Lift up your eyes

Good morning, Friends! It’s good to see you all again! Last weekend after we got back from our daughter’s wedding, and all the guests had gone, my wife and I took a break just for ourselves, as a couple. People need to do that every so often, just to get away and get re-acquainted with each other.

Do you know, after all the time we’ve been living here in High Point, we had never been up to the mountains? We’ve been so busy, and we’ve had so many cares and responsibilities, and we didn’t know where to go, so we’ve never been.

We drove up to Fancy Gap, and headed down along the Blue Ridge Parkway. How many of you have ever been there? Then you know what I mean.

Top speed limit, about 40 miles an hour. Not quite horse and buggy speed. Still a lot faster than walking. But compared to everyday life, this was driving in the slow lane.

I love it! Some people would get impatient with going so slowly, but not me! I’m not a fast driver. I like to be able to look around and see where I’m passing through. We spend way too much of our lives, rushing from one place to another, that we scarcely know where we are.

Up along the Parkway, it’s more than just a different pace. It’s a different life. All the time, I hear people here in North Carolina saying, “I’ve just got to get down to the beach”, or “I need to get up to the mountains!” It’s like we need to return to something really basic. We return to the life we’re supposed to live. It’s like a Sabbath for our souls, a kind of rest and returning, not just amusement but re-creation.

No billboards. No Wi-Fi. No hurry. Not even very many people – we expected it was going to be crowded, with the holiday weekend, but we almost had the whole Parkway to ourselves.

Every 5 or 10 minutes there’s a place you can pull over and look out over the mountains, at some spectacular view. All the ridges and hollers, the endless rugged mountains, marching away into the distance – and scarcely a single sign of human habitation.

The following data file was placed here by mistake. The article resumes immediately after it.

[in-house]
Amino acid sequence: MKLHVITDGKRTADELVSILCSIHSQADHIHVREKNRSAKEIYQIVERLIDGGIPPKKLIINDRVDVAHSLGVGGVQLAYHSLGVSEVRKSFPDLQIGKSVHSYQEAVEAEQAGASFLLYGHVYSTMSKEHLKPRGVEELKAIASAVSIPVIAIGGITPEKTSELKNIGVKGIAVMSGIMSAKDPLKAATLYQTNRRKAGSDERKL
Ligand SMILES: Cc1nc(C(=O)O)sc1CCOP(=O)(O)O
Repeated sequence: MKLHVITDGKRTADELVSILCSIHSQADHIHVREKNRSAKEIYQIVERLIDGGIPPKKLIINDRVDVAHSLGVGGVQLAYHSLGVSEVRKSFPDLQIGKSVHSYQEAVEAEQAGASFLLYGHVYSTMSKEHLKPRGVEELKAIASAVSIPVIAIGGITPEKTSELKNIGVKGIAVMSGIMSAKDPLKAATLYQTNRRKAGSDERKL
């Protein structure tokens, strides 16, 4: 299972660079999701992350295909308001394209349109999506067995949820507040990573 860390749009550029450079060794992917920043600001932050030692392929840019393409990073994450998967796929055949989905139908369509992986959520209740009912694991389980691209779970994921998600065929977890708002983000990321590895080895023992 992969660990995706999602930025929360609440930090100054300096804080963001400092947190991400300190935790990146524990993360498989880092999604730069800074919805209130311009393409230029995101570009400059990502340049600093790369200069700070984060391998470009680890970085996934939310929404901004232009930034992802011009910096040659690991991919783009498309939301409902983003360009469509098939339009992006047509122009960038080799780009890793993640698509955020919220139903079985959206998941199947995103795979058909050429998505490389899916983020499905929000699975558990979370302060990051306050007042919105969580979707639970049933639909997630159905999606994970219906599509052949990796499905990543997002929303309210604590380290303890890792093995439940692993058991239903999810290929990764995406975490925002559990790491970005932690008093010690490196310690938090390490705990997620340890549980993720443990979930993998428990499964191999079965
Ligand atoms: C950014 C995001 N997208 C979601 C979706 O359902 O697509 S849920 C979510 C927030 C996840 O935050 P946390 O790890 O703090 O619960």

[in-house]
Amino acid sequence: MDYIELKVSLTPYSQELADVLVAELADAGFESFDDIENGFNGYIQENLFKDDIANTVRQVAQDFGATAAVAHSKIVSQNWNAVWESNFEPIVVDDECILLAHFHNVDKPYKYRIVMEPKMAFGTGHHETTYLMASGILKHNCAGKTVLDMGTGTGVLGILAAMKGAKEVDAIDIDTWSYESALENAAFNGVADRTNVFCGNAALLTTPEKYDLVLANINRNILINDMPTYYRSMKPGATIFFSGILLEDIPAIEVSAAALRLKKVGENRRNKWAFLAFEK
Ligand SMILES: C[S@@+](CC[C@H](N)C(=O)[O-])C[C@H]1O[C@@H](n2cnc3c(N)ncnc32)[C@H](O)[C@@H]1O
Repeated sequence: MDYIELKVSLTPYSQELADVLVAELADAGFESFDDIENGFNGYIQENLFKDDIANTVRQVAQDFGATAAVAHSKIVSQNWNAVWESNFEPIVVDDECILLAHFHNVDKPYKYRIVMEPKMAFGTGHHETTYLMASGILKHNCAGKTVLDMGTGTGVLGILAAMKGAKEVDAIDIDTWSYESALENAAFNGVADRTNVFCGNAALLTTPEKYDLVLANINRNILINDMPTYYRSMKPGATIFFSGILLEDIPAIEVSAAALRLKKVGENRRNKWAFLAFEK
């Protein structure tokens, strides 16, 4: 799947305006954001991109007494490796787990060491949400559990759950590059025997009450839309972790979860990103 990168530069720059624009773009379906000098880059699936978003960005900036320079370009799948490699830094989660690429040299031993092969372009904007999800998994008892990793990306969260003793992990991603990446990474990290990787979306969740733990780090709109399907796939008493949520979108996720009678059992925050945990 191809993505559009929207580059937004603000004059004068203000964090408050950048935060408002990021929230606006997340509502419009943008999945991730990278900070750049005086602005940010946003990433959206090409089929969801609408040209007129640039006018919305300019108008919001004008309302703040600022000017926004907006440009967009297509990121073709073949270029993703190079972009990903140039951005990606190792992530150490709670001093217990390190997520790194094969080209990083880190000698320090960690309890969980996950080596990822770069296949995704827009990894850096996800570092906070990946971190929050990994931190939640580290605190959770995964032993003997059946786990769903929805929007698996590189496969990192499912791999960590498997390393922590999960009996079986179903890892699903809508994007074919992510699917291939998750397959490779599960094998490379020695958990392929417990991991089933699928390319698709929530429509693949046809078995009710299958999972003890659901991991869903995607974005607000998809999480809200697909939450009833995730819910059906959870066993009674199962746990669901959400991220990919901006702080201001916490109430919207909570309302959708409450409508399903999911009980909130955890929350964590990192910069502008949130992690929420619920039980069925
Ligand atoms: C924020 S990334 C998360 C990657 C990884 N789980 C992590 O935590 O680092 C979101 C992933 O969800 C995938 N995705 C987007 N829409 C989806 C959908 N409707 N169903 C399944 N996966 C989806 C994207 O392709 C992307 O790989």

It made me think of one of the sayings of William Penn, the early Quaker. He led an extraordinarily busy life, but he also knew how important it was to get away from it all. Here’s what William Penn said one time:

“The Country Life is to be preferr’d; for there we see the Works of God; but in Cities little else but the Works of Men: And the one makes a better Subject for our Contemplation than the other. God’s Works declare his Power, Wisdom and Goodness; but Man’s Works, for the most part, his Pride, Folly and Excess. The Country is both the Philosopher’s Garden and his Library, in which he Reads and Contemplates the Power, Wisdom and Goodness of God.”

William Penn, Seeds of Contemplation

This morning for our Scripture, I’d like to read one of the Psalms of the Old Testament. It’s one of my favorite Psalms. It’s one that I’ve read so often, that I practically know it by heart. Here’s what it says:

I lift up my eyes to the hills.
From where will my help come?
My help comes from the Lord,
who made heaven and earth.

He will not let your foot be moved;
He who keeps you will not slumber.
Behold, He who keeps Israel
ill neither slumber nor sleep.

The Lord is your keeper;
the Lord is your shade at your right hand.
The sun shall not strike you by day,
nor the moon by night.

The Lord will keep you from all evil;
He will keep your life.
The Lord will keep your going out and your coming in
from this time on and forevermore.

Psalm 121

One of the most basic pieces of advice in the whole Bible is simply to lift up your eyes.

We spend so much of our time looking down – down at the ground, down at our computer screens and cell phones, down at all the ugly events of the world.